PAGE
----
Phillip Lars Manning

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Body mass is a critical parameter used to constrain biomechanical and physiological traits of organisms. Volumetric methods are becoming more common as techniques for estimating the body masses of fossil vertebrates. However, they are often accused of excessive subjective input when estimating the thickness of missing soft tissue. Here, we demonstrate an(More)
Maximum running speed is an important locomotor parameter for many animals-predators as well as prey-and is thus of interest to palaeobiologists wishing to reconstruct the behavioural ecology of extinct species. A variety of approaches have been tried in the past including anatomical comparisons, bone scaling and strength, safety factors and ground reaction(More)
Body mass reconstructions of extinct vertebrates are most robust when complete to near-complete skeletons allow the reconstruction of either physical or digital models. Digital models are most efficient in terms of time and cost, and provide the facility to infinitely modify model properties non-destructively, such that sensitivity analyses can be conducted(More)
Dromaeosaurid theropod dinosaurs possess a strongly recurved, hypertrophied and hyperextensible ungual claw on pedal digit II. This feature is usually suggested to have functioned as a device for disembowelling herbivorous dinosaurs during predation. However, modelling of dromaeosaurid hindlimb function using a robotic model and comparison of pedal ungual(More)
The limb bones of an elephant are considered to experience similar peak locomotory stresses as a shrew. "Safety factors" are maintained across the entire range of body masses through a combination of robusticity of long bones, postural variation, and modification of gait. The relative contributions of these variables remain uncertain. To test the role of(More)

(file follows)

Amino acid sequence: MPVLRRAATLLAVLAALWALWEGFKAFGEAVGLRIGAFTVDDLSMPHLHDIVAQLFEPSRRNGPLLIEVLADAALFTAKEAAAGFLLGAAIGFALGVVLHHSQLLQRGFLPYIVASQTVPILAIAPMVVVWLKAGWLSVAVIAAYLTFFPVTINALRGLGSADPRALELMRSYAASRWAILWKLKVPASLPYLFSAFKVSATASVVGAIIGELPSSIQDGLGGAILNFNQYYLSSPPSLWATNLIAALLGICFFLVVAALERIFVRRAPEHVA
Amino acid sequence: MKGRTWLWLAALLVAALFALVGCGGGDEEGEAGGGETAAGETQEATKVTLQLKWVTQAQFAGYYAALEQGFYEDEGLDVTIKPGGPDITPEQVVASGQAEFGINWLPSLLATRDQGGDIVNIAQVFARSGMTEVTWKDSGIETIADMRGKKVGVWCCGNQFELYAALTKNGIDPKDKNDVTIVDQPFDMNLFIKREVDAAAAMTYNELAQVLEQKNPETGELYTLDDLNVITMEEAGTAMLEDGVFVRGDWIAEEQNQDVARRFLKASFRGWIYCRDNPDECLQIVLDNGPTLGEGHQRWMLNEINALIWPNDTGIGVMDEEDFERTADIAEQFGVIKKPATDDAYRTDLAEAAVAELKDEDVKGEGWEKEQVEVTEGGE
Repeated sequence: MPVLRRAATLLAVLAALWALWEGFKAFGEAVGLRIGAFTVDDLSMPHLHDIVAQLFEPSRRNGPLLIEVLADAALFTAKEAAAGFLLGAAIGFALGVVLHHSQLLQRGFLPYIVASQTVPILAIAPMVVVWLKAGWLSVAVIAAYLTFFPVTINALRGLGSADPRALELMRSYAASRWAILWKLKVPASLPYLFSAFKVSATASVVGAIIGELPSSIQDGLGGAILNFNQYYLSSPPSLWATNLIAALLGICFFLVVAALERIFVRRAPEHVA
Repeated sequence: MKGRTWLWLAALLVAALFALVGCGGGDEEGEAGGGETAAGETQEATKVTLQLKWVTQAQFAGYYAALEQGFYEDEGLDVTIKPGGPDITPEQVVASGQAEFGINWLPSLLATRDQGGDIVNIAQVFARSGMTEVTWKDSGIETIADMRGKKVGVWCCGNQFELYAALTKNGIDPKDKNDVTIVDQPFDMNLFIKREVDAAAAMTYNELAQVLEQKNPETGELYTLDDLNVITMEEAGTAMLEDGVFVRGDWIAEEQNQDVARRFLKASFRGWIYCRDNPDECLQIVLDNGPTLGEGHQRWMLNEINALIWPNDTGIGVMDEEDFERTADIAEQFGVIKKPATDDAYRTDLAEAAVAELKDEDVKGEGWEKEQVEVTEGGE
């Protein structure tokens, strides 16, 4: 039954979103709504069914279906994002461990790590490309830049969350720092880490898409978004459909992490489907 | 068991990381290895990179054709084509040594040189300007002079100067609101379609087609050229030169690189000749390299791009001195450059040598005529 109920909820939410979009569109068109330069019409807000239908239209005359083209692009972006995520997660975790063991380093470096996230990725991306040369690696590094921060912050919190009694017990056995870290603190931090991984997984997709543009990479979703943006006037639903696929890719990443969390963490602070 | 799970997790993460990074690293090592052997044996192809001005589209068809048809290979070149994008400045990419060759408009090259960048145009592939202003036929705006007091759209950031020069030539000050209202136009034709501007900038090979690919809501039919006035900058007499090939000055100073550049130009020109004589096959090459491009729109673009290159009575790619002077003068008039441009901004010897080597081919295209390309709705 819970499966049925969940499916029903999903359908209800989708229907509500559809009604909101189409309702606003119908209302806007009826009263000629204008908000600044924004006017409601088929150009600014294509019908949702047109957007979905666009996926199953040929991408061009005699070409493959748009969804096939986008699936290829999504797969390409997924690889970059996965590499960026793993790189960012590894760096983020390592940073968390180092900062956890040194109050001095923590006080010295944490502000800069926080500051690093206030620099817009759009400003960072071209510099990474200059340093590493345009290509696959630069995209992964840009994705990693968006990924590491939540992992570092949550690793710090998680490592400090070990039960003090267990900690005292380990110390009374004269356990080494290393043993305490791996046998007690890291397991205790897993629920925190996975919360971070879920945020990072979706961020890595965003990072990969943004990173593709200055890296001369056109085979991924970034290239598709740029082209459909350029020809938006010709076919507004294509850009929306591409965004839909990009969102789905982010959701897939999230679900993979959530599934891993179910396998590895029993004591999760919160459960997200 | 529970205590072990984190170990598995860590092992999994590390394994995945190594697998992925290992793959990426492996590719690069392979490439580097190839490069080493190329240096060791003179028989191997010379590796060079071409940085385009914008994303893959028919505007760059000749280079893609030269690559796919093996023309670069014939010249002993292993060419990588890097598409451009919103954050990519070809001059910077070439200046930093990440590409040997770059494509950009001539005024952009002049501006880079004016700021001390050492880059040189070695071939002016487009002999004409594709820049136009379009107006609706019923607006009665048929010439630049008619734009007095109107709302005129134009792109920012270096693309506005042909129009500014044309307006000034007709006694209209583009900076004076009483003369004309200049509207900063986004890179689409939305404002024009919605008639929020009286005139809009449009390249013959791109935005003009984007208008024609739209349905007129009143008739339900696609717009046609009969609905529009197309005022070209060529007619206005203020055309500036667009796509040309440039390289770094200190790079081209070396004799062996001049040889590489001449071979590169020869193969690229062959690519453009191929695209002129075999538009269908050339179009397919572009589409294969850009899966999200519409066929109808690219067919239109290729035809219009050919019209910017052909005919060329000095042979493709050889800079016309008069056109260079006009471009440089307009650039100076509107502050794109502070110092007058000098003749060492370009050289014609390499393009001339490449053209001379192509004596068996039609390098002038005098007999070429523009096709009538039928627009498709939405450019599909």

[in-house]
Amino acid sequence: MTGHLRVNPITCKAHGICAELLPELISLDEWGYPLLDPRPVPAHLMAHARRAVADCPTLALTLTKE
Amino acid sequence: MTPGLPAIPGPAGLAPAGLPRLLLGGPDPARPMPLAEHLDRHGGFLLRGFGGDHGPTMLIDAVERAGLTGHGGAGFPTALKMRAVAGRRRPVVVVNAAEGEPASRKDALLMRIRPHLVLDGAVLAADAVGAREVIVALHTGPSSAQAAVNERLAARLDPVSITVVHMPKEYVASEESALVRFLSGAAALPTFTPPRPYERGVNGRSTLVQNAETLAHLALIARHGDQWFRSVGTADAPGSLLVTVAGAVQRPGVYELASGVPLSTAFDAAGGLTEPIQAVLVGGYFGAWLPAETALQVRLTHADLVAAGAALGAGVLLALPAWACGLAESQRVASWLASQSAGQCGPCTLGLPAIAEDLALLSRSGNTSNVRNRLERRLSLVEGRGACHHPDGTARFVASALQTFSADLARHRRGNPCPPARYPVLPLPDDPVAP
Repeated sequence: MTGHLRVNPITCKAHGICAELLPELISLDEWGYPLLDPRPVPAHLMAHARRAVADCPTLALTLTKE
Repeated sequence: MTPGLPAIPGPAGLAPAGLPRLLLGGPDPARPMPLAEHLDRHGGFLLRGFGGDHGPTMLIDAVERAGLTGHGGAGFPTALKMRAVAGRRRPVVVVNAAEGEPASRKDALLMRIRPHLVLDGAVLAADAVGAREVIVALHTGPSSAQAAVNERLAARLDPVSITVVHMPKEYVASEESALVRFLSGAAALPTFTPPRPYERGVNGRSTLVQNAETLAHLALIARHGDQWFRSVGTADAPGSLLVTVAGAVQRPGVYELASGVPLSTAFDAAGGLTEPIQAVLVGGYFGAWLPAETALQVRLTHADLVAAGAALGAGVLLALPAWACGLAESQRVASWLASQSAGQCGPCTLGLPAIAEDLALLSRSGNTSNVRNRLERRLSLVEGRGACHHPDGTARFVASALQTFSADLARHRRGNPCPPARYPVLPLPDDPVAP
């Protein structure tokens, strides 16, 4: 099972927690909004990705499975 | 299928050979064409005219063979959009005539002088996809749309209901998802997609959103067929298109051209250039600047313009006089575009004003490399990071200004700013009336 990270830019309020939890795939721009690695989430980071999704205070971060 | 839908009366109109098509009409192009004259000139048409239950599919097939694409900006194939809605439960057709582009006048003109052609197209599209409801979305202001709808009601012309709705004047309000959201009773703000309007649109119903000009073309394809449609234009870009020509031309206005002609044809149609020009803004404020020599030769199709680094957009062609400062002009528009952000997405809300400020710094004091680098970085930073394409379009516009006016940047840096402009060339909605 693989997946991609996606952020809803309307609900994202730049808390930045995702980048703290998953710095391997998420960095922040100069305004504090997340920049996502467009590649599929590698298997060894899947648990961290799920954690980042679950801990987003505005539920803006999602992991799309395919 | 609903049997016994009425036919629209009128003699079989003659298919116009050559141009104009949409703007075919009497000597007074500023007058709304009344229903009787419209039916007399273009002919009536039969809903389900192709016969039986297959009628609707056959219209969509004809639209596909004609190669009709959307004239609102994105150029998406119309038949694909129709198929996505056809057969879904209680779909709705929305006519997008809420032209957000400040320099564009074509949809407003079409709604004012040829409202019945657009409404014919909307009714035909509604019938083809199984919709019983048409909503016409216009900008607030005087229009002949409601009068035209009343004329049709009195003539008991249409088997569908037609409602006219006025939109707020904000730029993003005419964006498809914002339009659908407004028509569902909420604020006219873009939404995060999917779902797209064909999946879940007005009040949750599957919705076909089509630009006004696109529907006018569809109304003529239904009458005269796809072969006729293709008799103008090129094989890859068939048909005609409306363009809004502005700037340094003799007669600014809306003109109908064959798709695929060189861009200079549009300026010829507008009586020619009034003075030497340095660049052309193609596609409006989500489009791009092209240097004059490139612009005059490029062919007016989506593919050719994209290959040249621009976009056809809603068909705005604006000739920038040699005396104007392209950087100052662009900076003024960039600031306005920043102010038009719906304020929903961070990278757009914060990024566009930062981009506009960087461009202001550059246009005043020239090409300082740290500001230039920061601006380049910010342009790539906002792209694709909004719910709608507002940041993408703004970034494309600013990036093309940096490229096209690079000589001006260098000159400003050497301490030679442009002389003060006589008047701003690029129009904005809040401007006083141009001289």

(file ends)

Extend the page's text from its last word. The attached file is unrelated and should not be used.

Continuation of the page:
Well-preserved fossils of pivotal early bird and nonavian theropod species have provided unequivocal evidence for feathers and/or downlike integuments. Recent studies have reconstructed color on the basis of melanosome structure; however, the chemistry of these proposed melanosomes has remained unknown. We applied synchrotron x-ray techniques to several(More)
In 1868 Thomas Huxley first proposed that dinosaurs were the direct ancestors of birds and subsequent analyses have identified a suite of 'avian' characteristics in theropod dinosaurs. Ossified uncinate processes are found in most species of extant birds and also occur in extinct non-avian maniraptoran dinosaurs. Their presence in these dinosaurs represents(More)
Finite-element analysis was used to investigate the extent of bias in the ichnological fossil record attributable to body mass. Virtual tracks were simulated for four dinosaur taxa of different sizes (Struthiomimus, Tyrannosaurus, Brachiosaurus and Edmontosaurus), in a range of substrate conditions. Outlines of autopodia were generated based upon osteology(More)
Constructing musculoskeletal models of extinct vertebrates requires subjective assumptions about soft tissue parameters rarely preserved in the fossil record. Despite these necessary assumptions about fundamental input values, paleobiologists rarely perform objective tests of best-estimate models before reaching conclusions based on predicted results. The(More)
Evolution of flight in maniraptoran dinosaurs is marked by the acquisition of distinct avian characters, such as feathers, as seen in Archaeopteryx from the Solnhofen limestone. These rare fossils were pivotal in confirming the dinosauria-avian lineage. One of the key derived avian characters is the possession of feathers, details of which were remarkably(More)